Ubuntu – How to disable the low battery alarm

batterypower-managementsound

I have the low battery alarm disabled in the BIOS settings on my Lemur laptop, but the alarm still sounds when the battery is low. The sound is a very loud and annoying beep that repeats every couple seconds. The laptop will last another 20 minutes without being plugged in so the battery level isn't properly being detected anymore anyways. I found that if I mute my audio then the beep stops but I obviously cannot listen to anything anymore. If i turn the volume back on even to just 1% the battery alarm is audible again at full volume. I remember there used to be a mixer somewhere that could control the internal speaker and so if I could find that again then maybe i could mute that and fix this problem.

I have Ubuntu 14.04. Note that I'm not talking about a low battery notification, which is something through gnome; as opposed to a low battery ALARM which is this very loud beep every couple seconds coming through the internal speaker. Nevertheless, here are my gnome power settings:

$ gsettings list-recursively org.gnome.settings-daemon.plugins.power
org.gnome.settings-daemon.plugins.power button-power 'interactive'
org.gnome.settings-daemon.plugins.power critical-battery-action 'nothing'
org.gnome.settings-daemon.plugins.power percentage-low 1
org.gnome.settings-daemon.plugins.power priority 0
org.gnome.settings-daemon.plugins.power lid-close-suspend-with-external-monitor false
org.gnome.settings-daemon.plugins.power idle-dim false
org.gnome.settings-daemon.plugins.power button-hibernate 'hibernate'
org.gnome.settings-daemon.plugins.power sleep-inactive-ac-type 'suspend'
org.gnome.settings-daemon.plugins.power button-sleep 'suspend'
org.gnome.settings-daemon.plugins.power button-suspend 'suspend'
org.gnome.settings-daemon.plugins.power sleep-inactive-battery-timeout 0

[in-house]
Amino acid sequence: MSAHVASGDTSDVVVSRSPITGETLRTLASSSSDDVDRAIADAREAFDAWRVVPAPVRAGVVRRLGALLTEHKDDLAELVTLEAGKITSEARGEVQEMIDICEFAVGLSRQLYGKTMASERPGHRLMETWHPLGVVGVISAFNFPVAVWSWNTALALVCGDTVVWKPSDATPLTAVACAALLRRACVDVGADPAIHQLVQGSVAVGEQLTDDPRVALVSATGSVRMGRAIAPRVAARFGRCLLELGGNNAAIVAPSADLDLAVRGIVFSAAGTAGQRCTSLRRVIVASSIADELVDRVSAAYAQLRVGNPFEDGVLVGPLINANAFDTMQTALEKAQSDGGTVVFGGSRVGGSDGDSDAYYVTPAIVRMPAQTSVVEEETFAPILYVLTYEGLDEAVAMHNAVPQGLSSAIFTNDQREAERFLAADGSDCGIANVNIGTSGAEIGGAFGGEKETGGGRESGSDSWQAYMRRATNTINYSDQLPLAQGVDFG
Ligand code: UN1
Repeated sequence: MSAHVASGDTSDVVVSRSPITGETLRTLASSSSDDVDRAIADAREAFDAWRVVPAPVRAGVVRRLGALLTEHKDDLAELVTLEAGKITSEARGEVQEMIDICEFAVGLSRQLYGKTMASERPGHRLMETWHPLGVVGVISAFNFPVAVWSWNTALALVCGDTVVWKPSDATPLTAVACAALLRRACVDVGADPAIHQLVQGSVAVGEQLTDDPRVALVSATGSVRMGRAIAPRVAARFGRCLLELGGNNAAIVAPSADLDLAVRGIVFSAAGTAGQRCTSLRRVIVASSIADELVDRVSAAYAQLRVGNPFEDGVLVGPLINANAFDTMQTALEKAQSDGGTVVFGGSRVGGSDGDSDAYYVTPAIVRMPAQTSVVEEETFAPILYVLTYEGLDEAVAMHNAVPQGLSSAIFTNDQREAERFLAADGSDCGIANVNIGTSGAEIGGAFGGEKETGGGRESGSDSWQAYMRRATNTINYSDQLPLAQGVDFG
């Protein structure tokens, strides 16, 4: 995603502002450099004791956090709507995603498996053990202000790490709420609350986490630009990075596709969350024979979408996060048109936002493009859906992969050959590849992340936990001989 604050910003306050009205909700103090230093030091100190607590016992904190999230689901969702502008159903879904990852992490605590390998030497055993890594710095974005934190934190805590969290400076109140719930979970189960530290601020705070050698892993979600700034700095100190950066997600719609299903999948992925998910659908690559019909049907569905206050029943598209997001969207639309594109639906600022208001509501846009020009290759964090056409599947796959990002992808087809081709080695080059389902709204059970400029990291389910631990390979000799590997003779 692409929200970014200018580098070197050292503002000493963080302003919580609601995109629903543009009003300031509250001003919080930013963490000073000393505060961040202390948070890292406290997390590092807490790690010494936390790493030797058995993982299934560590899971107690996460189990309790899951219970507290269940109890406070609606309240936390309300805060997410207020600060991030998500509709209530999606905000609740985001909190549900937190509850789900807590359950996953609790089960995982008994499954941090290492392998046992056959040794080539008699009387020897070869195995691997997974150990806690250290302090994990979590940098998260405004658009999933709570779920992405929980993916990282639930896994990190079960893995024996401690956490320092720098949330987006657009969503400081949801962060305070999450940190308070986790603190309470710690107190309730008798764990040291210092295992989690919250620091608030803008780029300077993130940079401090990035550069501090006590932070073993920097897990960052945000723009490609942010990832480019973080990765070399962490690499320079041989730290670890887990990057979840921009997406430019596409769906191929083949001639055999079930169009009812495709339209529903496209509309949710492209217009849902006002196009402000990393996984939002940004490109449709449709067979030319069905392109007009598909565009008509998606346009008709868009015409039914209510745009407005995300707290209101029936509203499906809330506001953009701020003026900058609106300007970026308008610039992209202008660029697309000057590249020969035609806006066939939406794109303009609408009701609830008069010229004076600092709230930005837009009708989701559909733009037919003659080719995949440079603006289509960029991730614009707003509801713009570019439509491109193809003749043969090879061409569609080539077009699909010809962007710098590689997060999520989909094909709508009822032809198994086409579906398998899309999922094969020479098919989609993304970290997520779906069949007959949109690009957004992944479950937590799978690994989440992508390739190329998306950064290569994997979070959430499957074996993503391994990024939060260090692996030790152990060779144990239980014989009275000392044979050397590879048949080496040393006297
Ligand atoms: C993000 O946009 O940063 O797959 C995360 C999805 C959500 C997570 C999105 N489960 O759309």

org.gnome.settings-daemon.plugins.power time-low 1200
org.gnome.settings-daemon.plugins.power lid-close-ac-action 'nothing'
org.gnome.settings-daemon.plugins.power notify-perhaps-recall true
org.gnome.settings-daemon.plugins.power percentage-critical 1
org.gnome.settings-daemon.plugins.power percentage-action 1
org.gnome.settings-daemon.plugins.power sleep-inactive-battery-type 'suspend'
org.gnome.settings-daemon.plugins.power time-action 120
org.gnome.settings-daemon.plugins.power lid-close-battery-action 'nothing'
org.gnome.settings-daemon.plugins.power idle-brightness 30
org.gnome.settings-daemon.plugins.power sleep-inactive-ac-timeout 0
org.gnome.settings-daemon.plugins.power time-critical 300
org.gnome.settings-daemon.plugins.power active true
org.gnome.settings-daemon.plugins.power use-time-for-policy false
$

Best Answer

  • If you have already disabled the setting in BIOS and the deactivation of the modules does not help, as described below, then you probably have a bug in the BIOS.


    Disable the internal speaker:

    sudo modprobe -r pcspkr snd_pcsp
    

    For a permanent solution, edit /etc/modprobe.d/blacklist.conf

    sudo nano /etc/modprobe.d/blacklist.conf
    

    and add/change

    # low-quality, just noise when being used for sound playback, causes
    # hangs at desktop session start (Ubuntu: #246969)
    blacklist snd_pcsp
    
    # ugly and loud noise, getting on everyone's nerves; this should be done by a
    # nice pulseaudio bing (Ubuntu: #77010)
    blacklist pcspkr
    
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